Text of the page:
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Early Desalinization System

Captain John Foster Williams, Master of the US Revenue Cutter Massachusetts developed an early processor for the desalinization of sea water. Florence Kern in her 1976 volume on the history of Massachusetts wrote:


Whenever the Captain had a day at anchor he and his Second Mate experimented with desalinating salt water, a process he felt would benefit his brethren at sea. He may have been thinking of those long weeks in 1769 when he almost died on the derelict Brig John off Bermuda!

He was particularly anxious to make his process so simple that it could be rigged up on any vessel. "No person," he wrote "need ever suffer from want of fresh water at sea because the materials for distillation, except the pot covers, are common to all vessels." The "materials" included an iron tea kettle, a gun barrel, a tub, an iron pot, and a tin sauce pan.

He and Nichols first experimented March 6 and 7, 1792, aboard Massachusetts when she was anchored off Rainsford Island. After hailing two outward bound vessels, one a Brig headed

North Carolina and another commanded by their friend, Captain Barnard, they went below decks, put a gallon of salt water into their apparatus and "maid near 3 points [pints] of Very good warter Soft as any Rain water." The next day they did even better. From a gallon of salt water, they made two quarts of fresh.

Williams was elated with his success. On March 8 he sailed to Boston to tell his friends in the Boston Marine Society. Further experiments were made on board April 21-24 in Provincetown. On May 1 he gave a demonstration at a Society meeting and served punch made with the desalinated water. The members found it highly satisfactory. The President then sent directions and a picture of the apparatus to Massachusetts Magazine, saying the experiment might be of "public utility", with Williams adding that he hoped it would be of value to his "seafaring brethren" should they be "so unfortunate as to be short of water when at sea".

Published as the leading article in  June 1792, it read, in part:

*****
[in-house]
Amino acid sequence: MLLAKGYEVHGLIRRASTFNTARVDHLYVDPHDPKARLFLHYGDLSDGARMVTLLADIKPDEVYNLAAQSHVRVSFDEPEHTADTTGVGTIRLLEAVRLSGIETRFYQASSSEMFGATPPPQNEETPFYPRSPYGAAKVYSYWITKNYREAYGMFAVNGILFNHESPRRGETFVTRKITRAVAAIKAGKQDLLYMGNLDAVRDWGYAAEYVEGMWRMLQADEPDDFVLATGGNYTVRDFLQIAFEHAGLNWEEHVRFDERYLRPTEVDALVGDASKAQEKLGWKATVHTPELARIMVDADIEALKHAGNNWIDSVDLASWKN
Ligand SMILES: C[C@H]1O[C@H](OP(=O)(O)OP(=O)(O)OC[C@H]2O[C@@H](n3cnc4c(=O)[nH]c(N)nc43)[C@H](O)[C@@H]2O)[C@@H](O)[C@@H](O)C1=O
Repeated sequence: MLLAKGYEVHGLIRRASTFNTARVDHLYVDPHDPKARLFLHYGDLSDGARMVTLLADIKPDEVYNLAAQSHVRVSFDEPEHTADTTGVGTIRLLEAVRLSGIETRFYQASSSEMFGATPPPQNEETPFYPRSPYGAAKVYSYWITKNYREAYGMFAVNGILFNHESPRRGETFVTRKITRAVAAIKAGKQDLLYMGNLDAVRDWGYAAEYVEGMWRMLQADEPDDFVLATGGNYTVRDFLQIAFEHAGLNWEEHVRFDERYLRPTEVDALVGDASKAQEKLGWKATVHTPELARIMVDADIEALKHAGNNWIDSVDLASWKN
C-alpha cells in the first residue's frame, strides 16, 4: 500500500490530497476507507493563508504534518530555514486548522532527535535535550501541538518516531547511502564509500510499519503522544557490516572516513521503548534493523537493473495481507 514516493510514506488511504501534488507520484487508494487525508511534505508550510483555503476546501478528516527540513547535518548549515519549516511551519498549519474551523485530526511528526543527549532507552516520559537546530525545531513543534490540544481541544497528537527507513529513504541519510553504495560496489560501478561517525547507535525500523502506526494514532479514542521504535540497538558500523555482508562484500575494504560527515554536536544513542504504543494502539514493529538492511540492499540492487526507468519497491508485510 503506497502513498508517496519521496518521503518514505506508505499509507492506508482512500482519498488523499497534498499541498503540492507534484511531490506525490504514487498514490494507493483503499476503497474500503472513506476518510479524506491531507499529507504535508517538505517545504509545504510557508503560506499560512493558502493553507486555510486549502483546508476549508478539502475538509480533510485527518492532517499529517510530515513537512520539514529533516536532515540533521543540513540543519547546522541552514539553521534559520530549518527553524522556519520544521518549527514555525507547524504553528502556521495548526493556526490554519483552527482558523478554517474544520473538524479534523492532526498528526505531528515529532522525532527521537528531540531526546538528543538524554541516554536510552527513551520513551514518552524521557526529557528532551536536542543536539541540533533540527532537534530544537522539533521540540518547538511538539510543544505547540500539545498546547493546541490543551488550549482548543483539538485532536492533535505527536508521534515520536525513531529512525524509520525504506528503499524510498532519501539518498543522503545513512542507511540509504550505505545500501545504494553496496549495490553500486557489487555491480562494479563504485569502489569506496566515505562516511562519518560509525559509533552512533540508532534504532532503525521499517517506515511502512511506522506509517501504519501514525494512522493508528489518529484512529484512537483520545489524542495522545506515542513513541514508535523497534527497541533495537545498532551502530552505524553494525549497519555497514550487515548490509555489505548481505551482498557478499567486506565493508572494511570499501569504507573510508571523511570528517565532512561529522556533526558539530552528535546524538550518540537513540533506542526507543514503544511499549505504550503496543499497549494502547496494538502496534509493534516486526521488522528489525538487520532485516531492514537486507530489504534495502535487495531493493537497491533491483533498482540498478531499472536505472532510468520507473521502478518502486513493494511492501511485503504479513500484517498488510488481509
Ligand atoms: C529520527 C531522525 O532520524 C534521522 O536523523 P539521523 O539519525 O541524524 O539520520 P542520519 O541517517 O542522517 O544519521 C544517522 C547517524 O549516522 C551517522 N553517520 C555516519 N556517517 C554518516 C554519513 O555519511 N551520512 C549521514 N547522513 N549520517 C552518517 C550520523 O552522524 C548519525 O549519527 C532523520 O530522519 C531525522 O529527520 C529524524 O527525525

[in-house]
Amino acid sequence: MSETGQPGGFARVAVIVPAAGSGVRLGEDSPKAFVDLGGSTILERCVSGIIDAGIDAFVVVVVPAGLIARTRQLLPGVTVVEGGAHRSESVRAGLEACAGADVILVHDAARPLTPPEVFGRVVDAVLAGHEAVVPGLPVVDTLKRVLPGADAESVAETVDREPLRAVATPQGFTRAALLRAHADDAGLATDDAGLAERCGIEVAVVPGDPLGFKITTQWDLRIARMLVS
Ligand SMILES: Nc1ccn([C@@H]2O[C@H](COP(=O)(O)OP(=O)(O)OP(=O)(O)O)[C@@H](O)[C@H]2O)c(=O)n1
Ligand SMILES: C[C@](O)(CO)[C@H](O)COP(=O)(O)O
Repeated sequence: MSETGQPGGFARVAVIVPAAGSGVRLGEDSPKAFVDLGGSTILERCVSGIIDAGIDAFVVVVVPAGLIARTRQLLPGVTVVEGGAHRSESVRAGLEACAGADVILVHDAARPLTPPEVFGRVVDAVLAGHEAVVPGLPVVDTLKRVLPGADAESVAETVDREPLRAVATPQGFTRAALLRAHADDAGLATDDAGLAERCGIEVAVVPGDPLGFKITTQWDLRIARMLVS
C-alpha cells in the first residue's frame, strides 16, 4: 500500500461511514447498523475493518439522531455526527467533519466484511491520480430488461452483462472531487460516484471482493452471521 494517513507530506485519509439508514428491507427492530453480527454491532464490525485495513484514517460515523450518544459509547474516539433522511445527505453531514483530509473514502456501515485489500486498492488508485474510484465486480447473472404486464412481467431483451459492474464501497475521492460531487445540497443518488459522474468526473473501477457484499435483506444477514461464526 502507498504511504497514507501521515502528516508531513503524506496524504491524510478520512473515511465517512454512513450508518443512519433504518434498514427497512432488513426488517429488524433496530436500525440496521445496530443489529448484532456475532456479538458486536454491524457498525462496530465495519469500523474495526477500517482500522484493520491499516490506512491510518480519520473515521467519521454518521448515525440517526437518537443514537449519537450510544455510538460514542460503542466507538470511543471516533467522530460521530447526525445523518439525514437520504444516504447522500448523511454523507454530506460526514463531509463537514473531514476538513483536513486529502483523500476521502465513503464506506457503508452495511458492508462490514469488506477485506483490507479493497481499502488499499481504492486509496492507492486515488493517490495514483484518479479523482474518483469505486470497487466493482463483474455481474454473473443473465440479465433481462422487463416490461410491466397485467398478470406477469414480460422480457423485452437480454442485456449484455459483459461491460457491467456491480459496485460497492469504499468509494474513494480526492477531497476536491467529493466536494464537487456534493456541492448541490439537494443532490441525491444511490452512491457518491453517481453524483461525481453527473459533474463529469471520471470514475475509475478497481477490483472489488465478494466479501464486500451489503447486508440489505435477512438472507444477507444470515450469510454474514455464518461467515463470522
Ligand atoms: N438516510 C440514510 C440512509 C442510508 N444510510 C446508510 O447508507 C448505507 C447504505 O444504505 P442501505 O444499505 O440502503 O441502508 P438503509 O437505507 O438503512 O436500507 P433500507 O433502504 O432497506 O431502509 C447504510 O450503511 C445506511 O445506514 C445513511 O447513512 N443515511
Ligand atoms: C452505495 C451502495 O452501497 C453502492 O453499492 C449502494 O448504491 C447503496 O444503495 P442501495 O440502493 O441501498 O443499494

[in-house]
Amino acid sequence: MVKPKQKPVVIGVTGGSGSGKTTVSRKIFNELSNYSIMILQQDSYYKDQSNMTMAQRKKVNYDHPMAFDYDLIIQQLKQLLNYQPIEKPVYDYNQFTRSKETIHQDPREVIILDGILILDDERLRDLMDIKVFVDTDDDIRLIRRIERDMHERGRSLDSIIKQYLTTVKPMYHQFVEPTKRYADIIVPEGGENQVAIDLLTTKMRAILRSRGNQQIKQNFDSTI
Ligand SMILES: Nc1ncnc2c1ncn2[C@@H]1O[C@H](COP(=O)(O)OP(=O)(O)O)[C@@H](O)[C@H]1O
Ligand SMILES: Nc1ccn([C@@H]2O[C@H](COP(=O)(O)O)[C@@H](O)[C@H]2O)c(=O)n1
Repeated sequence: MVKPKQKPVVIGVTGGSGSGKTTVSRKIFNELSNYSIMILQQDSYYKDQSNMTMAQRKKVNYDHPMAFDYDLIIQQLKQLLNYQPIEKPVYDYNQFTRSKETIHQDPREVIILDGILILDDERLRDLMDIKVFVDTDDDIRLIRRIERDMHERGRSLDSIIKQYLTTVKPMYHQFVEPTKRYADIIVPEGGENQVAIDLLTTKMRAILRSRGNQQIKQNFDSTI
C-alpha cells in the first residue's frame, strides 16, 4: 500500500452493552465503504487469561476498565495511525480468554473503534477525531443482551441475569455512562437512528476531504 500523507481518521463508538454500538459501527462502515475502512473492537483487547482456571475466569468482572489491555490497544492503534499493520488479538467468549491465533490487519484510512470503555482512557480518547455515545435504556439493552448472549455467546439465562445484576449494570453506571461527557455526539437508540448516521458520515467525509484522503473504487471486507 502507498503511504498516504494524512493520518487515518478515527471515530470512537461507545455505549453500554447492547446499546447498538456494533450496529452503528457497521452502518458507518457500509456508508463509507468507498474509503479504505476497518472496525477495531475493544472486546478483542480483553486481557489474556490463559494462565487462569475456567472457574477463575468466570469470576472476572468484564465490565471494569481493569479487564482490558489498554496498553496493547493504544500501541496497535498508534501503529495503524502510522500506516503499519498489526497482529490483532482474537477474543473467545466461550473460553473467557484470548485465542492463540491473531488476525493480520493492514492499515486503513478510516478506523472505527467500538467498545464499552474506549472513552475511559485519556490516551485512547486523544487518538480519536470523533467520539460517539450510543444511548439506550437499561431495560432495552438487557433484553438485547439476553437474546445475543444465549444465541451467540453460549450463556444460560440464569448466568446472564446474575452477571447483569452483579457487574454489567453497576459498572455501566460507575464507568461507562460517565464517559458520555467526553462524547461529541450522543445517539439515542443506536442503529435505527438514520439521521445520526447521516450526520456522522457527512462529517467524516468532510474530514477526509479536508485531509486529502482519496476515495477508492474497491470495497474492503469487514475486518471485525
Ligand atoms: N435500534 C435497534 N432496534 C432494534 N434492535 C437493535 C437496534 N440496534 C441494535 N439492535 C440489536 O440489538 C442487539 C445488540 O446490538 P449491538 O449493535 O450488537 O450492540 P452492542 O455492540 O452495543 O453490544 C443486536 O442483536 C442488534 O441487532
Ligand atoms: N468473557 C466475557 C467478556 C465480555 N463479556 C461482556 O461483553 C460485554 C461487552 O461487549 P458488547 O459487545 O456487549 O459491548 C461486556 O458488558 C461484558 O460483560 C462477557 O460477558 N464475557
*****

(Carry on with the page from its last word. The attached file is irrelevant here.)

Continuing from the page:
To distil fresh water from Salt

March 6, 1792

I PUT 4 quarts of salt water in a tin sauce pan, in the stove in the cabin; in 55 minutes I got from it near a quart of good fresh water; one quarter of water left in the sauce pan, the rest was lost. The machine made use of, was a tin crane, with a barrel or cooler made to it of the same, containing about 3 quarts, with a hole in the top, and bottom to put the cold water in I let it out occasionally as it heats. I found that the barrel was not large enough to keep the tube cold. I then put 5 gallons of salt water in an iron pot, made the pot lid tight by putting some old canvas round it -made a hole in the middle to receive the crane- I got from it 2 quarts of good fresh water in one hour and a half; but finding that my cooler was not large enough to keep the crane cool, I left off for that time."

In his April experiments he made further adjustments, and tried distilling fresh water while cooking beef. In this case he found that the water had "a little taste of the beef: and a very small appearance of grease on the top." On another occasion he distilled fresh water while cooking beans.

When Spring came and shipping traffic increased, there was little time for experimentation. In May the Cutter cruised to Nantucket and then to Bath, Maine. In June she went down east again stopping at Chandlers River, Machias, Roque Island, Cranberry Island and ports in the Penobscot. After another cruise to Provincetown, she went back to Bath, boarded a number of vessels in the Kennebec River, and stopped at Cape Ann Harbor (Gloucester ) on the way back to Boston .

The Captain's efforts were now directed to increasing the speed and ability of his command but no matter what he did she remained "a very dull sailer".

(Excerpt from Florence Kern. “To Stand the Trials”: The United States Revenue Cutter MASSACHUSETTS, 1791-1792. (Washington, DC: Alised Enterprises, 1976).

Official Coast Guard Imagery (click on thumbnail for High resolution image) Caption/ Historical Information
Line Drawing of USRC Massachusetts Line Drawing of USRC Massachusetts

Last Modified 1/12/2016